Yeah, those were some tough times that I don’t wish upon anyone. I know it sounds weird… after all, society makes us question “how can a new mom not instantly love her baby?” As I said, I’m thankful my PPD wasn’t as extreme as it could have been and I was by NO MEANS near reaching the horror of Andrea Yates. But I was sad and I was scared. I felt lonely and overwhelmed and I felt that if anyone besides my family and G knew, that I’d be horribly judged.

So then … can I tickle you pink with a story of a happy ending? Part of the reason as to why I waited this long to write about my experience post my daughter’s birth is so that I could genuinely give you hope for yourself as a future mom who may go through something similar … everyone said this to me and I didn’t believe it at the time, but now I can jump on the bandwagon and tell you – remind myself – that IT GETS BETTER!! In my case, the first step was putting aside the fear of judgement (my own and by others) and merely recognizing that I wasn’t feeling what I wanted to feel or reacting how I wanted to react. I had to trust others, namely my doctor and my husband, and accept help in all of the required forms (there are many options that a medical professional can explain). I also had to help myself and though it was hard, I’m now writing from a position where I can look at my daughter and want to hug her and kiss her, just as I always imagined I’d do. Of course the passing of time helps immensely – now I can go out with her! We run errands, go out to lunch, get our Starbucks fix, etc, etc all with baby in tow. It’s how it should be. I’ve also returned to my pre-baby routines at home, something we all take for granted but something vital I had put aside unknowingly when I was in the midst of the PPD.

With the passage of time and with the help of my doctor and husband, things got better. Things are GETTING better (to the tune of baby sleeping longer stretches and for me, learning the ropes – yay!) and I’m happy to say that I’m closer to my former self than I’ve felt since my little 9-pound human was born. Pretty soon, I’ll be going back to work and though I’m sure it will be another hard transition, I’m very much looking forward to it: A return to a role I recognize from my “former” life.

At the end of they day I feel that I went through hell and back when I became a mom, but I reached the light at the end of the tunnel. While it’s hard work and still somewhat overwhelming, I embrace the fact that since going through this, I’ve been empowered to get through ANYTHING – and just in time as I head back to the corporate world (don’t mess with the bull, you’ll get the horns!)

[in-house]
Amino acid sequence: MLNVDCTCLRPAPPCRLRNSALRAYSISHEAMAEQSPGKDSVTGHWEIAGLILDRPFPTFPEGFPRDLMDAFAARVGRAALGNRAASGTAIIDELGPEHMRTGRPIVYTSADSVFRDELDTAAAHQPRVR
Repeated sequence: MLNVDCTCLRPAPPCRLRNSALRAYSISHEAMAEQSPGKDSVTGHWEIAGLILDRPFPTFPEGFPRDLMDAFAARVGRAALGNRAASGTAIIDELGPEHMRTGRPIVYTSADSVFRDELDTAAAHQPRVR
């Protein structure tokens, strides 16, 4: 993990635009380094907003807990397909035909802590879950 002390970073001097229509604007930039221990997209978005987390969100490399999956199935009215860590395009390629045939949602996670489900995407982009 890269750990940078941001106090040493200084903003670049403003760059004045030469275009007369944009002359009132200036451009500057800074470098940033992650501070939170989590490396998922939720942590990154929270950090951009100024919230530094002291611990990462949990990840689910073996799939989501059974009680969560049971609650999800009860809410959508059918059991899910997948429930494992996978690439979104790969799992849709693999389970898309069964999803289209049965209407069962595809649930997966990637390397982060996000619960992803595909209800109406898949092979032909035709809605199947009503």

So to answer my own question, does reality bite? THANK F*CKING GOODNESS, NO, REALITY DOESN’T BITE. Not anymore.

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My Labor Story (complete with Q & A)

I talked about it, I wrote about it, I griped about it. I feared for the day and lamented the day. I had anxiety everyday for the past two months over it and imagined the worst-case scenario with every article I read about it.

Then finally, on April 30th, I lived through it. “It” being actually giving birth – me, the person who has had the recurring anxiety dream since I was a teenager that I all of a sudden go into labor without previously knowing I was pregnant. No joke, I spent years haunted by this dream so you can imagine what the thought of giving birth did to me in real life.

This is not the labor you've heard about....

At first I didn’t want to believe I was going into labor, but the pain, which felt like taking a brutal hit with a baseball bat right to my lower back was different from all the other pains I had experienced in the last two months of pregnancy. Still, my attitude was “sit and keep watch.” The reality was that I didn’t want to be going into labor. First of all, it was nighttime and if there was ANYTHING I had repeatedly hoped for was to go into labor during the day. You know, so I could count on a full night’s sleep and proceed with energy the following day for the labor portion of the agenda. The mere thought of being up all night in pain just made me want to crawl into bed and sleep. And that’s exactly what I did. After a long, hot shower – where yet again I was met with a debilitating pain I can now recognize as contractions – I crawled into bed and decided that this wasn’t labor, but instead, false labor known as Braxton Hicks contractions.

Yes my good people, I tried to Jedi-mind trick myself into thinking that I was NOT going into labor. This mind over matter exercise I was putting into practice was destined to fail, of course. I was obviously in labor and as much as I tried to carry on with my evening as if there was nothing to see here, this baby was RSVP-ing her appearance to the outside world in a matter of hours.